Skip to main content
Menu
Book Exam
Directions
Insurance
owl-eye-drk-hero-2
Home » What's New » 3 Ways Diabetes Can Affect Your Vision and Eyes

3 Ways Diabetes Can Affect Your Vision and Eyes

Diabetes-2_640x350

Did you know that people with diabetes are 20 times more likely to get eye diseases than those without it? There are three major eye conditions that diabetics are at risk for developing: cataracts, glaucoma, and diabetic retinopathy. To prevent these sight-threatening diseases, it's important to control your blood sugar level and have your eyes checked at least once a year by an eye doctor. 

But First, What Is Diabetes?

Diabetes is a disease that is associated with high blood glucose levels. Insulin, a hormone produced by the pancreas, helps our cells get energy from the sugars we eat. Diabetes develops when the body doesn't produce or respond to insulin effectively, leaving too much sugar in the blood stream instead. Over time, diabetes can lead to potentially irreversible ocular damage and poor eyesight. However, by taking care of your blood sugar levels and your eyes, you can prevent vision loss.

Annual eye exams are recommended for everyone, but routine screenings are even more important for diabetics. Eye doctors may send diabetic eye health reports to a patient’s primary care physician or internist to adjust medication as needed to prevent complications.

What's the Link Between Vision and Diabetes? 

Blurred vision or fluctuating eyesight clarity is often one of the first noticeable signs that diabetes has begun to affect your eyes. Sometimes, fluid leaking into the eye causes the lens to swell and change shape. This, in turn, makes it difficult for the eyes to focus, resulting in fuzzy vision. Such symptoms can indicate that an eye disease is developing, or may simply be due to imbalanced blood sugar levels which can be rectified by getting your blood sugar back to healthy levels. 

If you start to notice blurry vision, make an appointment with Dr. Tanya Jones-Greenwood as soon as possible.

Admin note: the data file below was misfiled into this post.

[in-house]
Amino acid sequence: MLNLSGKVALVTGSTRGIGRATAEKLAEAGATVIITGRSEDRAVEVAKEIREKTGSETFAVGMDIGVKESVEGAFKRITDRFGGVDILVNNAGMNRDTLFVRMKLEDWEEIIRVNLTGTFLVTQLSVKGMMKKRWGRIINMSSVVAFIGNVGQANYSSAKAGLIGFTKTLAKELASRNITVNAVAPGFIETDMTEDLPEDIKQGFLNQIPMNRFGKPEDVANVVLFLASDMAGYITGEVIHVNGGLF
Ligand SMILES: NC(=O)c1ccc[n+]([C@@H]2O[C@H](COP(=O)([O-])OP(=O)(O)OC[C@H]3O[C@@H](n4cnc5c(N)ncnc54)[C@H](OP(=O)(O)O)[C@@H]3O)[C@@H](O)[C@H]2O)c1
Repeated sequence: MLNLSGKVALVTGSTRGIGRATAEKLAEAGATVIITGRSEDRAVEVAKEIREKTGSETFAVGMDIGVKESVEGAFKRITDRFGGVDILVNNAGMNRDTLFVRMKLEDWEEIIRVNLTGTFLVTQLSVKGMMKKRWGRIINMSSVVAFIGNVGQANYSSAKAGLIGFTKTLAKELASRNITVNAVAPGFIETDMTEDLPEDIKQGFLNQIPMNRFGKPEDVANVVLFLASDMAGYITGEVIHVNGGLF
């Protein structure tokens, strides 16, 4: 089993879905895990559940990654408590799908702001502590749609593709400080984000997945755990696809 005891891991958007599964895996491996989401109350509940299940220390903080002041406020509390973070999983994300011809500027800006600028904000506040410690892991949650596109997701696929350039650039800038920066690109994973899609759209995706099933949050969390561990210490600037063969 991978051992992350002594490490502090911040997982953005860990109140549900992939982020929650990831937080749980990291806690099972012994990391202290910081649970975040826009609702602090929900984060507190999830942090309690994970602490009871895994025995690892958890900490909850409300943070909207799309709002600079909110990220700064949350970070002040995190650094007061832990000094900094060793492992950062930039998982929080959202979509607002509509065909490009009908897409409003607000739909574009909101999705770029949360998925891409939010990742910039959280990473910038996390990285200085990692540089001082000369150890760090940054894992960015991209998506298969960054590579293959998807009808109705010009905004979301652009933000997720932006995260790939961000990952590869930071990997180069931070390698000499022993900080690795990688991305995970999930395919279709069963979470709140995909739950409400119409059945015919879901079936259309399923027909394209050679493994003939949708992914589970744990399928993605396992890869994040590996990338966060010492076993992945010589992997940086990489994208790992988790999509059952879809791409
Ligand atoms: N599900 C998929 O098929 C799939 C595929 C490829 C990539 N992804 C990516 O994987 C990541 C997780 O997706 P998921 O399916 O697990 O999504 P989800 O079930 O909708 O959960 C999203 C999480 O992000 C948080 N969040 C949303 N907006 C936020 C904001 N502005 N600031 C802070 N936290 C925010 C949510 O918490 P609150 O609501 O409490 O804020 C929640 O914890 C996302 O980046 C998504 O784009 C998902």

The 3 Ways Diabetes Impacts Vision 

Cataracts

While cataracts are extremely common and a part of the natural aging process, those with diabetes tend to develop cataracts earlier in life. Characterized by a clouding or fogging of the lens within the eye, cataracts impede light from entering the eye, causing blurred vision and glares. The best treatment is cataract surgery, which is very safe and effective. 

Glaucoma

Glaucoma refers to a group of eye diseases characterized by optic nerve damage. Since it tends to impact peripheral vision first, glaucoma often goes unnoticed until significant damage has occurred. However, routine glaucoma screenings can detect warning signs; early treatment can prevent disease progression and vision loss. 

Although there is no true cure for glaucoma, most glaucoma patients successfully manage it with special eye drops, medication, and on occasion, laser treatment or other surgery. The earlier glaucoma is diagnosed and managed, the better the outcome.

Diabetic Retinopathy

Diabetic retinopathy occurs when the small blood vessels on your retina (capillaries) become weakened and then balloon (microaneurysm) due to poorly controlled blood sugar levels. The resulting poor blood circulation in the back of the eye causes more abnormal blood vessels to grow, which also bleed or leak fluid, and can lead to scar tissue, retinal detachment and even blindness, over time.

Often there are no symptoms until the advanced stages of diabetic retinopathy, where patients may begin to see spots and missing patches in their vision. Retinopathy can be treated through surgery and eye injections, but the best way to prevent this disease from progressing is to regularly have your eyes screened.

The good news is that diabetic eye disease can often be prevented with early detection, proper management of your diabetes and regular diabetic eye exams. Contact Prairie Vision in Wainwright to set up your eye doctor’s appointment today. 

x

Dear Patients/Colleagues/Family/Friends

It is at this time we must inform you of our office closure. Our office is still available to address medically necessary ocular appointments to assist in reducing visits to the Emergency Room, this includes:

– eye injuries or something in your eye

– sudden or unexplained vision loss or decrease in vision

– unexplained eye pain

– new onset of flashes or floaters in your vision

– breakage of glasses that are needed to meet driving requirements

Patients will be seen by appointment only.

To make an appointment please call the on call Optometrist at 780-842-0650 after today.

If you have been scheduled for a routine eye exam between March 20 – April 3rd your appointment has been cancelled, you will have received a communication on March 19 via your preferred method. If you are scheduled for a medically necessary appointment you will still be seen, we will be in contact with you shortly to confirm date and time.

We thank you all for your patience as we work through this trying time and look forward to serving you once again in the future. Continue to check out website, Facebook and Instagram account for updates of when we will reopen.